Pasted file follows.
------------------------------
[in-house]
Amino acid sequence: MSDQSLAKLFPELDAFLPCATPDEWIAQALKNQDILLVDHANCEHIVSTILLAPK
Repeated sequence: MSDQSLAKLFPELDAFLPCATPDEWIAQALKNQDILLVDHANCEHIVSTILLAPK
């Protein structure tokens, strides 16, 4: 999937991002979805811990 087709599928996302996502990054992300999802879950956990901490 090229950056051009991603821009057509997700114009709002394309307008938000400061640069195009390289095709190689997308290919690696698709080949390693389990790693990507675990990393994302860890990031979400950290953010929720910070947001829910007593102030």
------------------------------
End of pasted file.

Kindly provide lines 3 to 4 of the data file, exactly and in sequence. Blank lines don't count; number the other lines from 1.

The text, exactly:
Repeated sequence: MSDQSLAKLFPELDAFLPCATPDEWIAQALKNQDILLVDHANCEHIVSTILLAPK
């Protein structure tokens, strides 16, 4: 999937991002979805811990 087709599928996302996502990054992300999802879950956990901490 090229950056051009991603821009057509997700114009709002394309307008938000400061640069195009390289095709190689997308290919690696698709080949390693389990790693990507675990990393994302860890990031979400950290953010929720910070947001829910007593102030």